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James Franklin has gone above and beyond leading his team through uncertainty | Opinion

There are still many questions left unanswered for the Penn State program as it heads into its first fall without football since its inception.

But one thing remains clear — James Franklin is the right coach to lead his team through the coronavirus pandemic.

After a successful three-year stint at Vanderbilt in which he became the first Commodores head coach to lead the program to consecutive bowl games, Franklin took the reins of the Nittany Lions in 2014 and has created an upward trajectory for the team ever since.

Penn State was set to potentially have one of its best teams in decades, with junior Micah Parsons leading the defense and a more experienced Sean Clifford facilitating a potent offense with plenty of weapons.

Parsons, along with junior tight end Pat Freiermuth were both named preseason All-Americans by USA Today after seasons in which both improved their NFL Draft stock in 2019.

Cotton Bowl Classic, Penn State vs Memphis, Head coach James Franklin

Head coach James Franklin celebrates a touchdown and two-point conversion during the 2019 Cotton Bowl Classic against No. 17 Memphis at AT&T Stadium in Arlington, Texas on Saturday, Dec. 28, 2019. No. 10 Penn State defeated No. 17 Memphis 53-39.

If Franklin were to ever make the College Football Playoff, it likely would’ve been this year with the players he had on roster.

But then the Big Ten canceled all fall competition due to the coronavirus pandemic and left the status of the Nittany Lion program in purgatory.

Franklin could have thrown in the towel and let the situation get the best of him and his squad, but he’s done quite the opposite so far.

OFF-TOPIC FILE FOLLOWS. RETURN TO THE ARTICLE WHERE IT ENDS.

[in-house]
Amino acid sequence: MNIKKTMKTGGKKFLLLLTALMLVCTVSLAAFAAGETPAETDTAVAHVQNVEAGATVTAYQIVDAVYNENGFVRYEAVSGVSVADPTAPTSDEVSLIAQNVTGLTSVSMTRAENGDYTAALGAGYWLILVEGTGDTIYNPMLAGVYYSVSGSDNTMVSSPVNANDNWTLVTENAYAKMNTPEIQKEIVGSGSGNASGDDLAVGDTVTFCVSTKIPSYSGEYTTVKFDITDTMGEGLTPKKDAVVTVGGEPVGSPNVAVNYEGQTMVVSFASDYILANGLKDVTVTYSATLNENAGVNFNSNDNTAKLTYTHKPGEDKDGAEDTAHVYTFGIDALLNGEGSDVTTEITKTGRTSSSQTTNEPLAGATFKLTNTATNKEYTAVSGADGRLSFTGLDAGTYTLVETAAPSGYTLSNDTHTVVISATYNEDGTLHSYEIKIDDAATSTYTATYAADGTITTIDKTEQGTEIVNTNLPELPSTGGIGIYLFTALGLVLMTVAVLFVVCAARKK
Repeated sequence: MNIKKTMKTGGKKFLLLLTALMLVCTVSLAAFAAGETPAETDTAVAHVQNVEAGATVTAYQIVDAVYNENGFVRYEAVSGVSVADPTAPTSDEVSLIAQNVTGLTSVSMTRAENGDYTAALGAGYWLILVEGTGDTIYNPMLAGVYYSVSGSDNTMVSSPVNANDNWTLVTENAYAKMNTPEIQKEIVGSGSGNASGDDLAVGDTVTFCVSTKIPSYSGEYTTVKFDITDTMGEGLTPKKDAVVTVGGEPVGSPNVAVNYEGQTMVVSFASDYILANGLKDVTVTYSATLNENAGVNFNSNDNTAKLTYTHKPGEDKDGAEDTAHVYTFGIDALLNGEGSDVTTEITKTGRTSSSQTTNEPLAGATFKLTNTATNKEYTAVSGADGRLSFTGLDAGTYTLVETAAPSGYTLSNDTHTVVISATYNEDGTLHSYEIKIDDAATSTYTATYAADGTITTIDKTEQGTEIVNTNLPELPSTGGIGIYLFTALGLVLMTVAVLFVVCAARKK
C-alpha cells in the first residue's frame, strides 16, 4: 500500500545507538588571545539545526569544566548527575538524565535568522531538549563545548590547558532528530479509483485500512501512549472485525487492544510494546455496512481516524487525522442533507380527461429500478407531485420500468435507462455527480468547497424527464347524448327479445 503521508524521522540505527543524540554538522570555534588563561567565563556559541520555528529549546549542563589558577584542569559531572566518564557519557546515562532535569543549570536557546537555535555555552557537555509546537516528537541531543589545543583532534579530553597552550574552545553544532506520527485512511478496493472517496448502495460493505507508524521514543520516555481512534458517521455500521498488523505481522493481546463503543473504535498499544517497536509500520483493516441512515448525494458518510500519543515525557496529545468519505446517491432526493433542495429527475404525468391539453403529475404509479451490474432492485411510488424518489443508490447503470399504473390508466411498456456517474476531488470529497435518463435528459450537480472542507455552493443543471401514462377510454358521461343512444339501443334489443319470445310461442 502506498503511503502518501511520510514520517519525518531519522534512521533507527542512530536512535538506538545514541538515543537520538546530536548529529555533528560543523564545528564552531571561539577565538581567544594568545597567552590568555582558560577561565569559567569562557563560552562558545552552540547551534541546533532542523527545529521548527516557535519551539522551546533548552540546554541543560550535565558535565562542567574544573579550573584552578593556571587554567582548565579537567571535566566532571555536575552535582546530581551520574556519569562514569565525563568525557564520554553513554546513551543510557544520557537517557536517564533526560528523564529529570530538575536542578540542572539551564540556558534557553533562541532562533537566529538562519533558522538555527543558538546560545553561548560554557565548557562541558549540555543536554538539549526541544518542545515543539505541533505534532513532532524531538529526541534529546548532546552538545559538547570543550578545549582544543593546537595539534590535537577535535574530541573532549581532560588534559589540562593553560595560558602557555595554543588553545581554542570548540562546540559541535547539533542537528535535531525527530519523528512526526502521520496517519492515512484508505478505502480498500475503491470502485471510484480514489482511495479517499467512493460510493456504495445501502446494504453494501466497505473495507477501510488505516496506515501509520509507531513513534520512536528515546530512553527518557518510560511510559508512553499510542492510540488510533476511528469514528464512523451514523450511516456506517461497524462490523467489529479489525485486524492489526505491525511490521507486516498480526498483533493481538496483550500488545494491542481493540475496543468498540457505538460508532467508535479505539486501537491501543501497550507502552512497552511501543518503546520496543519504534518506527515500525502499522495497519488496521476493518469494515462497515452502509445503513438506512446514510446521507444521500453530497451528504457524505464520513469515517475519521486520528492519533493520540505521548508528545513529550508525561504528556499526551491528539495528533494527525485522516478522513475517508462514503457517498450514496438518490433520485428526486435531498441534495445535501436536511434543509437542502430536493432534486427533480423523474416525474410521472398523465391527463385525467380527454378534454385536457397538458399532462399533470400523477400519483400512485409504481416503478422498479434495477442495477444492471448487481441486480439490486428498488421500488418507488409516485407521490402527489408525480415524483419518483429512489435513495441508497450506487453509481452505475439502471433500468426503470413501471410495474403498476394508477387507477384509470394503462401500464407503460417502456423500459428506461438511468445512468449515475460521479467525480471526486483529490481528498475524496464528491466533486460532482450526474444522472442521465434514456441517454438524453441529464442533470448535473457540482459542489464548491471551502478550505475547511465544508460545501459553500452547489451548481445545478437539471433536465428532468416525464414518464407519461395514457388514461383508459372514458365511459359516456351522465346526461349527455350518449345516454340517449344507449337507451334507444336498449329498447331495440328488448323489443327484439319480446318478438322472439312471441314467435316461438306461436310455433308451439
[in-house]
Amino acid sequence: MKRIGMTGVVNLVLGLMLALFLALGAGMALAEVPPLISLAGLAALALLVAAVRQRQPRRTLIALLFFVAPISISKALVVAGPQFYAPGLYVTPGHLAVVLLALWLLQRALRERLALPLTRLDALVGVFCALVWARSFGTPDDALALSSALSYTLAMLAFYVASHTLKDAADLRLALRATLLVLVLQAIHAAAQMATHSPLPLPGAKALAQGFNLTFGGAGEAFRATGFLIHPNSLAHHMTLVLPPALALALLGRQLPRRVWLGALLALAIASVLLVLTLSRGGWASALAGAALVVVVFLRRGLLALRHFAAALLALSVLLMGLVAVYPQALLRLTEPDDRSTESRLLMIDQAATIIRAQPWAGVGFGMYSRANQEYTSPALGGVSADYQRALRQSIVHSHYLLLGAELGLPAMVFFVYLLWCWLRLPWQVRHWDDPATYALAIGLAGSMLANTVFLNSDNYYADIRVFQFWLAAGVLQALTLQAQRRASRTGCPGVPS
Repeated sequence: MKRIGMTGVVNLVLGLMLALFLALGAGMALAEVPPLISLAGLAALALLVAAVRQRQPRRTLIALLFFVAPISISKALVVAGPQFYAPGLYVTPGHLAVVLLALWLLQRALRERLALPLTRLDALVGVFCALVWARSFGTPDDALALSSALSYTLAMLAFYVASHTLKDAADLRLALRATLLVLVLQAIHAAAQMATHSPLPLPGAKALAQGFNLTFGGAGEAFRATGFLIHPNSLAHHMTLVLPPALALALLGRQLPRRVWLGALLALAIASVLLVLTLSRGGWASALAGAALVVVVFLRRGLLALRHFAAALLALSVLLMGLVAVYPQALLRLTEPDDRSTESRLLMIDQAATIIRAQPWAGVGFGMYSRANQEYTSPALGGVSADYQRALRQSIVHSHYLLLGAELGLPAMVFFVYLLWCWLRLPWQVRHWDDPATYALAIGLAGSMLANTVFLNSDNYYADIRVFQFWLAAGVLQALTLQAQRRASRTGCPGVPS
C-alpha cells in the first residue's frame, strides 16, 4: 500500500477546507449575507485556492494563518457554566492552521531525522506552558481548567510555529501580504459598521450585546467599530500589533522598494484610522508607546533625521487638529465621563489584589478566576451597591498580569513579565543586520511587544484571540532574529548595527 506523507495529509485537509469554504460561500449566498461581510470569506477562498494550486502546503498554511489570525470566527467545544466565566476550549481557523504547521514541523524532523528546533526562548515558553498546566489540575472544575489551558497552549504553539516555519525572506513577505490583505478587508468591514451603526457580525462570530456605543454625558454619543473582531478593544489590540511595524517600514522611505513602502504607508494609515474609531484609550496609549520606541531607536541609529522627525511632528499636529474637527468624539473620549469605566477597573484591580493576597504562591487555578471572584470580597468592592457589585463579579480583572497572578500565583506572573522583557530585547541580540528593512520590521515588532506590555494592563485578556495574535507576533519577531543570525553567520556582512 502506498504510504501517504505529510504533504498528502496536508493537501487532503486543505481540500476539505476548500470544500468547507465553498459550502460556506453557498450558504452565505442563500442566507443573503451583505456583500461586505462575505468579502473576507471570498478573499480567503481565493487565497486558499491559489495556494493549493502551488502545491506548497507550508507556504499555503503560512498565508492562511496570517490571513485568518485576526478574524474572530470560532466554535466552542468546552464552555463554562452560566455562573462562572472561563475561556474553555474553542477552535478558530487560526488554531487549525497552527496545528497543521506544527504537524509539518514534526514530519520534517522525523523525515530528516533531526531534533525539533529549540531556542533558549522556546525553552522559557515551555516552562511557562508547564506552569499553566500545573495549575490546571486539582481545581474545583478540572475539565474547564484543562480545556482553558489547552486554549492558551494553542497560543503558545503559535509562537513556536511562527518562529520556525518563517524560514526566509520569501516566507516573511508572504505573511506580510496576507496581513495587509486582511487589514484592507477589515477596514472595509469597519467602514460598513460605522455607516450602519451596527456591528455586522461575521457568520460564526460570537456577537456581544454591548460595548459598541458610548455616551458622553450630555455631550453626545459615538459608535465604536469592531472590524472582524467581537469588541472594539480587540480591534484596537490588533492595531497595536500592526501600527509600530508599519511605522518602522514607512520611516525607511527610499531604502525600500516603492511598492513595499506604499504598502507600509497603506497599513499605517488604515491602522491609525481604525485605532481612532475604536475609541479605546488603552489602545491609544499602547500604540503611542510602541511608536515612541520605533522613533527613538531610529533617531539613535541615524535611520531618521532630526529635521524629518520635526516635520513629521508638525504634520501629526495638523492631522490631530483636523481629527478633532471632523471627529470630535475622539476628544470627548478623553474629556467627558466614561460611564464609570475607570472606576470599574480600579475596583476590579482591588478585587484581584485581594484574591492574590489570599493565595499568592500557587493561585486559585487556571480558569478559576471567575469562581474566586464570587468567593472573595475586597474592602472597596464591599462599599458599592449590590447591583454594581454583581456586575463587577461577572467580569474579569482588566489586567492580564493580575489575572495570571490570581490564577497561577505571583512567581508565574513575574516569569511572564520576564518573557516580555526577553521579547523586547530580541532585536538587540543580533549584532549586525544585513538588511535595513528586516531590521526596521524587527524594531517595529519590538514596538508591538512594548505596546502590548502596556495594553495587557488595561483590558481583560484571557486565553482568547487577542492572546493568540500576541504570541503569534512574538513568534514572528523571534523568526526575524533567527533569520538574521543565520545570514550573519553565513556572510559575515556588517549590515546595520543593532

Directly after the Big Ten’s decision was released, Franklin began a dialogue with Penn State players and their parents to help them better understand the situation at hand and the opportunities afforded to them to get through the canceled season.

With those conversations taking place privately, Franklin has also voiced his concerns with the decision to cancel fall sports publicly as well.

In a conference call with media members, Franklin cited his displeasure with the decision-making process — ultimately noting the decision was made far too in advance and a temporary pause on the season would have been more beneficial for the conference and its 14 member programs.

“I don't necessarily have an issue with the decision, but I have an issue with the process and I got an issue with the timing,” Franklin said in the call with the media.

It would have been easy for Franklin to sit back and fully accept the Big Ten’s decision without expressing his converse opinions on the issue — but Franklin has never taken the easy way out.

He also conceded that the Big Ten’s decision was difficult and there were likely no right answers, demonstrating his willingness to stand with the conference even if he doesn’t completely agree with the final decision.

“While I appreciate the complexities and difficulties of this decision for the leaders of our conference, I'm extremely frustrated because we still have very few answers to communicate to our young men and their families about their futures,” Franklin said.

MORE FOOTBALL COVERAGE

Franklin is proving he is a players’ coach, and he will continue to go to bat for his players, his parents and his program in the face of adversity and in this instance unknown.

When Franklin became the 16th head coach in Penn State’s history, he took over a program that had seen massive adversity from NCAA sanctions that were handed down just two years prior. 

Since then, though, Franklin’s teams have gone on to have three 10-plus win seasons and have produced notable NFL players such as Saquon Barkley and Chris Godwin.

So, if Franklin can right the ship of a program sanctioned into oblivion, he can certainly lead the team in a time rife with uncertainty and struggle.

The Nittany Lions may not have a fall football season, but Franklin is the right man for the job of continuing the progression of his players and staff. 

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